So he's ready to talk...but he's not ready to listen. The majority of Americans don't want what he's selling and they're tired to being taken to cleaners and being treated as dopes.
What if Congress decides to a) make all those millions of "foreigners" citizens. (I am using the term "foreigners" because in Mexico anyone not born there is called a foreigner, and even if naturalized can never have same rights); or, b) gives a path to citizenship to the majority of these alien foreigners, would these foreigners instantly become loyal to the United States and forsake, let's say, Mexico?
Probably not. The likely outcome would be disastrous, giving a group, many of whom really dislike the United States and prefer their home country, a way of using the vote against the legitimate citizens in order to promote their ethnic and the interests of the home country.
What could make millions of Mexicans to take the trouble and expense of thousands of dollars apiece to get to the United States, to migrate into a culture that they profess to dislike, to work under unpleasant, serf-like conditions, to again face humiliation at the hands of Gringos that they feel robbed them of wealth and of territory in the 1840s? Would people of this mentality make good and loyal citizens?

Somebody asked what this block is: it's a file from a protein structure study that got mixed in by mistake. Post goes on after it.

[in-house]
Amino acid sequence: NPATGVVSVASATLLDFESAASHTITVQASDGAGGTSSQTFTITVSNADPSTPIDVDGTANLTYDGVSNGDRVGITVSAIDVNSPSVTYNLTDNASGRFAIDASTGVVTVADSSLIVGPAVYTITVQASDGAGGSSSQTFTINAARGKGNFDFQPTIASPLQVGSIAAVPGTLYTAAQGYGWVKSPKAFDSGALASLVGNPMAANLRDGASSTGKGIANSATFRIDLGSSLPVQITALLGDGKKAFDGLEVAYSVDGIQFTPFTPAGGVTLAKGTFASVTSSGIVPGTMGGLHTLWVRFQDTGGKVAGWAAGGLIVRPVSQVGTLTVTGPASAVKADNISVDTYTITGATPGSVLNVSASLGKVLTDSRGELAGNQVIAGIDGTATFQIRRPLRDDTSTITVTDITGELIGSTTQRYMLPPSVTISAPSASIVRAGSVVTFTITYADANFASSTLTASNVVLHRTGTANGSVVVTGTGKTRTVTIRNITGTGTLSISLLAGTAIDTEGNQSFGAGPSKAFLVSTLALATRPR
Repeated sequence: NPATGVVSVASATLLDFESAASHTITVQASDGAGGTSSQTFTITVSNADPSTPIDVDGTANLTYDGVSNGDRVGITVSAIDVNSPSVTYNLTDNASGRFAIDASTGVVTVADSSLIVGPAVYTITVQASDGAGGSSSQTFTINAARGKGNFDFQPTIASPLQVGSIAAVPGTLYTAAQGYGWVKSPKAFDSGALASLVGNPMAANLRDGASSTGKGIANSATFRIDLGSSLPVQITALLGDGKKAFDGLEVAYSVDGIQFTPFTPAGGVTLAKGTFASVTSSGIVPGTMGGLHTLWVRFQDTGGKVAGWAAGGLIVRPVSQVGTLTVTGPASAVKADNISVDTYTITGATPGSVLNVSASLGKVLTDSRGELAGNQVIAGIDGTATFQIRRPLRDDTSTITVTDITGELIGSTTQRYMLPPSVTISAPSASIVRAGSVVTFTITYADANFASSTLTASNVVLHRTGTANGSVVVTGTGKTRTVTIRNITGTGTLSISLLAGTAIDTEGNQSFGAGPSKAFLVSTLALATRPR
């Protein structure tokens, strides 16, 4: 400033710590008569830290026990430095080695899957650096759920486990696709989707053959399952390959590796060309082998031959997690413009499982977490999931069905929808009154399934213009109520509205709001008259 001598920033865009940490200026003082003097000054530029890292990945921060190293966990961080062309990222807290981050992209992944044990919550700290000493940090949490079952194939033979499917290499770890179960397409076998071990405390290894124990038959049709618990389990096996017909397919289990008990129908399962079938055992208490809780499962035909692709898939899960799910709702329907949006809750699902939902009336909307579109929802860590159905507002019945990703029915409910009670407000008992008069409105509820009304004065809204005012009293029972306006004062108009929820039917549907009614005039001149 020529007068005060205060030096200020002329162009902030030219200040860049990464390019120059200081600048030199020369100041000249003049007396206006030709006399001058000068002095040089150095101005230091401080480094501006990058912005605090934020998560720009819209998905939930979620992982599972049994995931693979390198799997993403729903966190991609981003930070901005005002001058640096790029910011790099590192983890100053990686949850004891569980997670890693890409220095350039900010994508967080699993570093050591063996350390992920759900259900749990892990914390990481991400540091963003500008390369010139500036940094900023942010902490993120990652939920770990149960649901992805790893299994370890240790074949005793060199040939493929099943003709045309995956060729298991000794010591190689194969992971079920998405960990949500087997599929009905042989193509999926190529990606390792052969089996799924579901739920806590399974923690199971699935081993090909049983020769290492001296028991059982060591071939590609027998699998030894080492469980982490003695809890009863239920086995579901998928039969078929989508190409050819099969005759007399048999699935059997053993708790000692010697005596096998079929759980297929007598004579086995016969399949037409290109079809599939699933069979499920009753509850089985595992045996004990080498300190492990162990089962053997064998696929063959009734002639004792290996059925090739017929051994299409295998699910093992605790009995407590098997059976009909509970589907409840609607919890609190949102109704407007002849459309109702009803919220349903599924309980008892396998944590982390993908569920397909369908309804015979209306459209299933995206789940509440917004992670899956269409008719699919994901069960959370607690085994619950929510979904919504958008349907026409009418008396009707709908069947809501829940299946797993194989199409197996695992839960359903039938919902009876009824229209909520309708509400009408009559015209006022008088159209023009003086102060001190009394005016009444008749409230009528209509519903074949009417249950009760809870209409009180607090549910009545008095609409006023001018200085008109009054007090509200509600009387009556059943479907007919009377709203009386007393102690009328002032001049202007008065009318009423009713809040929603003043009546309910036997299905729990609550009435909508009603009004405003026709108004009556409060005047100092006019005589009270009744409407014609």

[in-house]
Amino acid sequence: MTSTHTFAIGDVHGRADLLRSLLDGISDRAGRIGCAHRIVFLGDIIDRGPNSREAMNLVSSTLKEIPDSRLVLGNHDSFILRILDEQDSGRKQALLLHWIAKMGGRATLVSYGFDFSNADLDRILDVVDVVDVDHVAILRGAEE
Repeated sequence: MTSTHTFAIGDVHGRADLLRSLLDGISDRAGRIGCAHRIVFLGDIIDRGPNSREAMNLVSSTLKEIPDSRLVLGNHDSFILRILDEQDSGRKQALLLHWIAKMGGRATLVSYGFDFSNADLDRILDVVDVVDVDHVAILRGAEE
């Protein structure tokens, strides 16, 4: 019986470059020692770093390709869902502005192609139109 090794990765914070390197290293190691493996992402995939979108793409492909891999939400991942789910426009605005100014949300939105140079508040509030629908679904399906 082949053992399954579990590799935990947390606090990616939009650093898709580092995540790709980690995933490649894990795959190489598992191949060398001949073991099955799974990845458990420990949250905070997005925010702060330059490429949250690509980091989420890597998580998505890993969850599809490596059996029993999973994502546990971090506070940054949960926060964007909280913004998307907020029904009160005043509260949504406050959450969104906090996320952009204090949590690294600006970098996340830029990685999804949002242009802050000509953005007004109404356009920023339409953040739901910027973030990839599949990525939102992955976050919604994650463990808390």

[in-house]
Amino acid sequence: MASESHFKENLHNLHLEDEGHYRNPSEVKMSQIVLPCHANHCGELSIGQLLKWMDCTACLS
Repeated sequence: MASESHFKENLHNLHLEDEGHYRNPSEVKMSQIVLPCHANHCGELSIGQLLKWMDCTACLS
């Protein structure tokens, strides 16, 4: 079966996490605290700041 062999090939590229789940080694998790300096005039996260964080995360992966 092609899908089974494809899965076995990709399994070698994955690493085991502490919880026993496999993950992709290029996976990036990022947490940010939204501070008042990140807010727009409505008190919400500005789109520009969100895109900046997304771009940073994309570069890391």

Fox smugly has come because he knows the answer and he hopes that the Gringo Congress has been hoodwinked and will foolishly legislate themselves and the United States out of existence. "Fox no tiene cara," Fox is shamelessly promoting sedition. I doubt that he doesn't understand what he is doing. But of course, he's standing in for Mexican oligarchy that has created and probably funded this "spontaneous" Reconquista movement.
Update "Lonewacko" put me on to other links in his comments. One in a particular describes Utah Governor Huntsman participation on the Council on Foreign Relations (CFR). (Be sure to follow the internal links.) Yet another traveller on the road to New World Order.
Out of curiosity? Did any of YOU sign up for this?